Maul: Lockdown

Maul: Lockdown lives up to its description as a cross between films such as Gladiator and Escape From New York. Taking a break from horror novels, author Joe Schreiber puts the iconic character Darth Maul in a hi-tech prison where the inmates are pitted against each other in brutal death matches. Meanwhile the galaxy makes a fortune off the prison with high stakes gambling. Yet this lucrative gladiatorial space station has a secret, and Darth Maul has been sent in to find out whether there is any truth to the legend of Iram Radique. For fans of the film The Usual Suspects, you’ll definitely get a Kaiser Sose vibe from the story.

The central viewpoint character for Maul: Lockdown is of course Darth Maul. Readers will get to see Maul compete in some extremely violent gladiatorial contests that push his skills to the limit. But beyond that, the book also dives into Maul’s head. There are some really nice explorations of how Maul views his master, his place in the galaxy, his role as a Sith, and some insights into just how he looks at others and himself. This is perhaps one of the deepest looks inside the character we’ve ever gotten in the Star Wars Expanded Universe. Nevertheless, Maul is not the only character fans will be treated to.

In addition to Maul, the book lives up to its promise of tying in to the critically acclaimed novel by James Luceno, Darth Plagueis. As such, both Darth Plagueis and Darth Sidiuos show up in this book several times as an ongoing sublot. Maul’s mission in the prison is part of one of Sidious’ schemes. Furthermore, Plagueis is suspicious of what’s going on and plays his own game of cat and mouse to keep tabs on Maul’s mission. Thus, while Maul is battling for his life in an inescapable prison, Sidious and Plagueis are waging their own high stakes match for control of the galaxy. Either way, Maul becomes their pawn and his success or failure will determine who wins.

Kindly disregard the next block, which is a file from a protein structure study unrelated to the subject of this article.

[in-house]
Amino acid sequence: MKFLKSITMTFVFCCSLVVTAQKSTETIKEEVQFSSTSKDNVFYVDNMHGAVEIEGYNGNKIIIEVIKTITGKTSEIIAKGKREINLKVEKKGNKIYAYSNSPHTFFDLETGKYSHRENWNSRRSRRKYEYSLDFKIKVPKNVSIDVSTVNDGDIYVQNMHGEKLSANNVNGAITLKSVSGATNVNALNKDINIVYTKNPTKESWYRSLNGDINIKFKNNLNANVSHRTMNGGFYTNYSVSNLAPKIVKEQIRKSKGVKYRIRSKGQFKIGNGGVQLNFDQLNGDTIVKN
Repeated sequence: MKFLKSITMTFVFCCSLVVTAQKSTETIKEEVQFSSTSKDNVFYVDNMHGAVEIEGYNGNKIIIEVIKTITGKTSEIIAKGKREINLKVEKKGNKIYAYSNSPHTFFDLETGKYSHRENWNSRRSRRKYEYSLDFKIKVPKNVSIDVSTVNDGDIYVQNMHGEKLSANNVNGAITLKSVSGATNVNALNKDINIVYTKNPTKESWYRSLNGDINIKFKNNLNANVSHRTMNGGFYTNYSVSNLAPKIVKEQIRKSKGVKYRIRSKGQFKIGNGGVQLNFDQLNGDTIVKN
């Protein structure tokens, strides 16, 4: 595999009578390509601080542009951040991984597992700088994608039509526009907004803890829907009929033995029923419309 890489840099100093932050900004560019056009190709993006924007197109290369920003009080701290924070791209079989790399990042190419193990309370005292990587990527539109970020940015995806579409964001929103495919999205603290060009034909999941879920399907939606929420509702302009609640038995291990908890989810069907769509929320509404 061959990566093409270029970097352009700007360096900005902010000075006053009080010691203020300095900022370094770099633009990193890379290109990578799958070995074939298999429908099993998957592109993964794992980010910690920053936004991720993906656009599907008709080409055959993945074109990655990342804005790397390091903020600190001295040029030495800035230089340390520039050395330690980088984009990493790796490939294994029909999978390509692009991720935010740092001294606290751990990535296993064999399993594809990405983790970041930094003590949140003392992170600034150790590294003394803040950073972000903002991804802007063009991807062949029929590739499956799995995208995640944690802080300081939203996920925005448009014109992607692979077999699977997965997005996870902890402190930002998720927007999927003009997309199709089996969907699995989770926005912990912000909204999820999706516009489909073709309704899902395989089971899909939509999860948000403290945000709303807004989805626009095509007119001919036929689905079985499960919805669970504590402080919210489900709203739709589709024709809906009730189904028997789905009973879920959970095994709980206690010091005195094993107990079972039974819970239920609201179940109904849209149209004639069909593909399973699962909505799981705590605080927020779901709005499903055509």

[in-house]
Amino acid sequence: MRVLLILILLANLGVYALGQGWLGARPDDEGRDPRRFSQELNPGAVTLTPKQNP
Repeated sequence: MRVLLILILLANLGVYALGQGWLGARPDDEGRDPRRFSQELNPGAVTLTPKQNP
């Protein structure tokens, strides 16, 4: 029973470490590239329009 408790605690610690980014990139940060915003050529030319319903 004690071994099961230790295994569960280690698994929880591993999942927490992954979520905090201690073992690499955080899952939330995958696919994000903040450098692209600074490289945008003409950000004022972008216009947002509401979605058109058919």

The Sidious and Plagueis subplot really enriches the context of the story in Maul: Lockdown. There is plenty of good action scenes and drama as Maul fights one adversary after another. However, the grander scheme that’s at work adds an intellectual thread to the book. While reading it, I was constantly trying to figure out how the events in this story fit into Darth Plagueis. As more and more of the schemes were revealed, and as the tides turned one way and another, I was keeping a mental score with how this affected the storylines in the other novel. In the end, Maul: Lockdown really is a nice companion piece to Darth Plagueis. It’s very much a different type of novel, with Lockdown being more action oriented and exciting, and Plagueis being more complex and thought provoking. In Plagueis, we really didn’t get to see very much of Maul, but Lockdown manages to remedy that.

Outside of its tie-ins to Darth Plagueis, Maul: Lockdown ties into a lot of other EU material as well. Quite surprisingly, one of the most significant tie-ins was to the Star Wars: Bounty Hunter video game. Unfortunately this was not a game I was able to play, so I missed out on the nods. But after reading the book, I was compelled to find out more about a certain character: Korami Vosa. Korami Vosa played a key part in the Star Wars: Bounty Hunter game, and for all intents and purposes, was a precursor to Asajj Ventress. Both were trained by Dooku, both were female, and both used two curved handled lightsabers. In fact, the lightsabers Ventress uses are Vosa’s. But the tie-ins don’t stop there as mentions of Trezza and the Orsis Academy are also made and link to the recent Darth Maul short story “Restraint” written by James Luceno for the re-release of Darth Maul: Shadow Hunter.